Paganism is generally defined as a religious system outside one of the main world religions. (I don't necessarily agree with that defintion.) It is often used in a derogatory sense.The word 'pagan' is very similar to the word 'heretic' to me... All Pagans are heretics, but not quite all heretics are pagan.
Think paganism is what Paul described to us in Romans 1.Paganism is generally defined as a religious system outside one of the main world religions. (I don't necessarily agree with that defintion.) It is often used in a derogatory sense.
Heresy, on the other hand, is a deviation from a receieved orthodoxy within a religion.
Of course there is overlap, especially when religions syncretize (which happens a lot), but, for the sake of clarity, the terms are best kept at some distance from each other.
Paganism in American Christianity? Are you wondering about professing Christians that also partake in Pagan (or pagan) practices/beliefs?How do you define Paganism?
Based on that definition how what is the problems with Paganism, and how common is Paganism in American Christianity?
It's like when the Catholic Church allows for occultic practices, animal and Shaman activity in say island nations they sent priests to convert.Paganism generally operates within a closed system -- manipulate one thing within the created order to affect another. Even if a god or spirit is mentioned, it offers no relationship and no revelation apart from visions induced by manipulating the natural order.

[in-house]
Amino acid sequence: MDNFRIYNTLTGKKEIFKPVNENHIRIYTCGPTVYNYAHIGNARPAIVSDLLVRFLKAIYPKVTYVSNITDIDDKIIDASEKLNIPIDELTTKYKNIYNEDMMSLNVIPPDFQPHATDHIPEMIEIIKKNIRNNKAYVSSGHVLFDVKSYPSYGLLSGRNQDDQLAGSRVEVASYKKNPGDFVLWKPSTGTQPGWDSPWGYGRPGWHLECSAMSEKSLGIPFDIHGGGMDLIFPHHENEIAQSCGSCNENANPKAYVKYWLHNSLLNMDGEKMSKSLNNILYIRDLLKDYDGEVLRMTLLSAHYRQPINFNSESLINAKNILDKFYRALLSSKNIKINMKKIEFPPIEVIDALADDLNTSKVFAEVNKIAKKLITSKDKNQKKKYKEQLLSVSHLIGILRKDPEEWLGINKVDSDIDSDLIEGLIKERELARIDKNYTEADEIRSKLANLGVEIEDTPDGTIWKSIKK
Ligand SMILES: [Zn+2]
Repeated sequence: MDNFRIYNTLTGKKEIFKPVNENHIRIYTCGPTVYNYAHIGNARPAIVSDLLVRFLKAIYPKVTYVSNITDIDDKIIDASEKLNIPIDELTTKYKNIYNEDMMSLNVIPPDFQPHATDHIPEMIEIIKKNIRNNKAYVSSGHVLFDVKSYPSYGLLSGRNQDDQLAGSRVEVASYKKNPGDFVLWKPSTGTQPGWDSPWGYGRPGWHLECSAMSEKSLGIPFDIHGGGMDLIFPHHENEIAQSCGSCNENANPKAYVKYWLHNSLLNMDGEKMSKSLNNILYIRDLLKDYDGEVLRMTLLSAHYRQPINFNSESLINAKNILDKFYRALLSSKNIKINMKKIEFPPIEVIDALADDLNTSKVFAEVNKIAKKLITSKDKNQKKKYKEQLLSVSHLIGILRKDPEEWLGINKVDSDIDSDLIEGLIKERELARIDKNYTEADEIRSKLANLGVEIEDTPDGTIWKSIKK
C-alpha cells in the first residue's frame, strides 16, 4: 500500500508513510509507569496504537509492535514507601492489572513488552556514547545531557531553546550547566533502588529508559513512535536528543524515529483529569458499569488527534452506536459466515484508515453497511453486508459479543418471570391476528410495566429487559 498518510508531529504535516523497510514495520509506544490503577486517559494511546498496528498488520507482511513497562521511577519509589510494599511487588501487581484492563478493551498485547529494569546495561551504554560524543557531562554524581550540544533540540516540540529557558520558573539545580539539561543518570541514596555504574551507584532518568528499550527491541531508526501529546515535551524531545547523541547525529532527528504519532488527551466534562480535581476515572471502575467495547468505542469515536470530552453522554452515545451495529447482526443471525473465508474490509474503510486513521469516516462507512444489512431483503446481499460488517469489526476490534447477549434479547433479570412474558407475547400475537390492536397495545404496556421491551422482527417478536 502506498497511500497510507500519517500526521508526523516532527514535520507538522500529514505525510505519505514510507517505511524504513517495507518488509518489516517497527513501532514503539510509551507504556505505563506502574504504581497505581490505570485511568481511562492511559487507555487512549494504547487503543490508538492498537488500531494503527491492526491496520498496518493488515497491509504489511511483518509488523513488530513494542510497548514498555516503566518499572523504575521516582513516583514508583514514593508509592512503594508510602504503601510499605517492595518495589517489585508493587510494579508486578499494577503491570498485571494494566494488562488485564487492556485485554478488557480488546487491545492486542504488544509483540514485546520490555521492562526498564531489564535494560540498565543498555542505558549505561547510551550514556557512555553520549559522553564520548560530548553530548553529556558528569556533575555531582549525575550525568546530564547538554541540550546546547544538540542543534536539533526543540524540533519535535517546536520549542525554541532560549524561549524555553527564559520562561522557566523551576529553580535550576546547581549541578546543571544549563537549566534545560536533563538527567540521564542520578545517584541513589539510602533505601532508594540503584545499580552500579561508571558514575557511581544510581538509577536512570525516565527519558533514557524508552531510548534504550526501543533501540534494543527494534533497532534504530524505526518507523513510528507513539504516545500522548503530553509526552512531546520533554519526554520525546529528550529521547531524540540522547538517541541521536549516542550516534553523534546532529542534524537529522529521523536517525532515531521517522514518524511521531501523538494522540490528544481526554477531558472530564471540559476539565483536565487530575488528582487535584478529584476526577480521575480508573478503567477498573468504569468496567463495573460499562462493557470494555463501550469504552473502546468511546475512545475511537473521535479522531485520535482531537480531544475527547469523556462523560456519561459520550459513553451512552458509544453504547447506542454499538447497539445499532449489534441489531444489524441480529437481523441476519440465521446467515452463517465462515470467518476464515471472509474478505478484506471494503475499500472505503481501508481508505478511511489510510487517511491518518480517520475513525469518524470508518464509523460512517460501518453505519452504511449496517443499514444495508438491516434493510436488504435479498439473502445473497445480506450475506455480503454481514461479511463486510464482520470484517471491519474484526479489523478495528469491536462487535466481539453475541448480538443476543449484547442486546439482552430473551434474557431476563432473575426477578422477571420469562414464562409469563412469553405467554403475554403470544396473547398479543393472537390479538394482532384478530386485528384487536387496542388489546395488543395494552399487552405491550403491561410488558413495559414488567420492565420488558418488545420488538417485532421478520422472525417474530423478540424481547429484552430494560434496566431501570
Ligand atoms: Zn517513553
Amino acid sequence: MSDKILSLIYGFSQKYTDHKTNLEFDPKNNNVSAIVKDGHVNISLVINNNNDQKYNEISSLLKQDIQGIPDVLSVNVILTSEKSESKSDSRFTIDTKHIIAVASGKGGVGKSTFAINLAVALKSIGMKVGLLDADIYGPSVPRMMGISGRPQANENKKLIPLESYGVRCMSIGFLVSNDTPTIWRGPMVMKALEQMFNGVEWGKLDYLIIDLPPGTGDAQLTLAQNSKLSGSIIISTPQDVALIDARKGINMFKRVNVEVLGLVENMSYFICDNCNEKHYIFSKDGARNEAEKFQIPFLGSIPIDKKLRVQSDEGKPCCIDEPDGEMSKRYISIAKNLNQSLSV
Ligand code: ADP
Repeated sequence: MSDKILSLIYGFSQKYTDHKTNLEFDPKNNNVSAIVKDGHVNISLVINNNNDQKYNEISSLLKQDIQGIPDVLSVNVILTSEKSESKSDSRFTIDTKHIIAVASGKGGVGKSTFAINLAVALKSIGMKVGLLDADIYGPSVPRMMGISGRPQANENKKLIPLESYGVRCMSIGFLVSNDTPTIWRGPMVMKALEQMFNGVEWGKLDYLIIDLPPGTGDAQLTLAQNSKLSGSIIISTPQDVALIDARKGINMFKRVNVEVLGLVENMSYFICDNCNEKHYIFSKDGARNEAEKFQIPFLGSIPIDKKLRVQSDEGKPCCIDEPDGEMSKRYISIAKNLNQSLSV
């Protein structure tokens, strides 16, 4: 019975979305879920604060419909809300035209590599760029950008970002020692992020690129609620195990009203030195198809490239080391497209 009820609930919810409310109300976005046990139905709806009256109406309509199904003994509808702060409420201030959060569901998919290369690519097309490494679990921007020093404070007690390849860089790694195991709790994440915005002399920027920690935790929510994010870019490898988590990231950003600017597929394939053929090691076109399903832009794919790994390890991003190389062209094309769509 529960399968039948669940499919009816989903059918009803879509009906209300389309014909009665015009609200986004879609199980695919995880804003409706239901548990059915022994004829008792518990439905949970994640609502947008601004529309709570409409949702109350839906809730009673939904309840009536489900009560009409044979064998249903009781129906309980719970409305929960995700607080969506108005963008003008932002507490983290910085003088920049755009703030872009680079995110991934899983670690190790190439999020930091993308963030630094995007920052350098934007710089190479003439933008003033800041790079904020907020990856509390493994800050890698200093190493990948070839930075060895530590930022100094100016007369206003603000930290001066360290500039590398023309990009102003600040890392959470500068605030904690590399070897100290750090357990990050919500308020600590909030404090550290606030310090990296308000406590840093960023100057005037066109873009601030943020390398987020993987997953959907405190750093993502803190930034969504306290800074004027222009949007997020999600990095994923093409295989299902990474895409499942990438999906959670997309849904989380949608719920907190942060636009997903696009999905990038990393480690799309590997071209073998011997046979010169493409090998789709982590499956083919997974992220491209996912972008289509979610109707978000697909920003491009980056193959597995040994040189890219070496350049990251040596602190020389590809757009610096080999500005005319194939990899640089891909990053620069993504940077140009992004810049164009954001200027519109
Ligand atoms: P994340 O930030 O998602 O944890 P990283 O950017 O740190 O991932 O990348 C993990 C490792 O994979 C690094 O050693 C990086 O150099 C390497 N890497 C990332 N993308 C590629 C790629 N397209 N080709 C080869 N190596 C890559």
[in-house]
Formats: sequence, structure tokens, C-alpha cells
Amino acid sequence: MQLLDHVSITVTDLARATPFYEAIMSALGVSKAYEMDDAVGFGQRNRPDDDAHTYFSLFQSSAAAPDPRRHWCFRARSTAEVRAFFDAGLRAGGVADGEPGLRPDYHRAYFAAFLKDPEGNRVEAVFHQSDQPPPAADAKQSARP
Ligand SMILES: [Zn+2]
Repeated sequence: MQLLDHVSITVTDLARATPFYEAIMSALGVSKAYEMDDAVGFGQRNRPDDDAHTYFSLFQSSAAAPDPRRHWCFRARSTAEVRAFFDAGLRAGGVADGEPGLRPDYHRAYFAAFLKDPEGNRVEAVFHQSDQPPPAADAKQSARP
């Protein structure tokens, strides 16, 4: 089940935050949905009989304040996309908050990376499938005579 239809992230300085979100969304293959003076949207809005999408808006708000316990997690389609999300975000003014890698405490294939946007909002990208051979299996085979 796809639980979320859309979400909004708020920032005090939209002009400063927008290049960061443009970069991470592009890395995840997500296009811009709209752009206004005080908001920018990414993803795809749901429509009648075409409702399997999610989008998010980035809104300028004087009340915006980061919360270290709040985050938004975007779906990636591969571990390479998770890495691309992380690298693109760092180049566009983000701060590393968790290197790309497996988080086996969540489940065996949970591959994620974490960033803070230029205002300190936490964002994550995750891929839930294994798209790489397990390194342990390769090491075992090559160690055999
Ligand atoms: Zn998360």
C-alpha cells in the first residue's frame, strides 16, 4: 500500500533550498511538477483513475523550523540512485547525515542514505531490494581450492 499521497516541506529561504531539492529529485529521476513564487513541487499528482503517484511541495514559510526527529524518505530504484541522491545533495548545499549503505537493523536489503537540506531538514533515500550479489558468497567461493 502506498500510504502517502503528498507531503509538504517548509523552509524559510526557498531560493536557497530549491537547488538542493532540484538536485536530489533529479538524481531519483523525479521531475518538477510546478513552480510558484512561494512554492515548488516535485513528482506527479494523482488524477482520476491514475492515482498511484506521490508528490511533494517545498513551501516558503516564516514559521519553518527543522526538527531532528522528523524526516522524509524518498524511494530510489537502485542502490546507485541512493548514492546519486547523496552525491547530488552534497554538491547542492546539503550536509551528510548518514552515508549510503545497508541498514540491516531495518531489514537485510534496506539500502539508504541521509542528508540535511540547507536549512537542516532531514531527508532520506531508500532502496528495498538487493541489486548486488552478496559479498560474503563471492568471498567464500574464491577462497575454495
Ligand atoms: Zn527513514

Within Christianity, paganism has become an issue when some manifestation of the church encounters a pagan culture but does not eliminate the practices when people enter the church. You still see this in Mexico and other Latin American nations. (Wanna celebrate Dia de muertous anyone?) For that matter, "Luck of the Irish" and wearing costumes to ward off ghosts are hardly theistic in origin.
I define it (and use the term) as the religion of the heathen, usually those who worship nature, manufactured idols, and/or believe in polytheism. I suppose it has a more refined definition, but this is how I relate the term in my mind.How do you define Paganism?
It is opposed to God and true religion. I believe it is more (or becoming more) common than we realize right now.Based on that definition how what is the problems with Paganism, and how common is Paganism in American Christianity?
Exactly. I think what we are seeing around us: the transgender hysteria, the sodomite agenda, "climate change" derangement, and just the general depravity is pure paganism. It is to replace the Creator with the creature and to substitute the Truth with a lie.In terms of describing paganism in the modern American context, I think the 1987 Dragnet movie offers us a helpful acrostic: People Against Goodness And Normalcy.
When I think of the modern freak parade to which we're exposed, I routinely think of that movie and that acrostic.
It sounds like you're desctibing neo-paganism, which is an idiotic revival of dead pagan religions. Norse paganism seems to be particularly popular, but Greek-based neo-paganism has its followers as well. Neo-paganism is a Western phenomenon. I figure it's mostly people with crises of identity and, perhaps, spiritual longing.I personally knew a few pagans in my past. These were people who worshipped multiple gods. The gods were the typical gods like Zeus, Aphrodite, etc. sometimes people mix them up with atheists (using the term pagan to describe an atheist). They had specific worship rituals and alters. They were always scared of angering a god and if they felt they had they said they would turn around and threaten that god or completely ignore them. It’s a scary way to live I’m sure.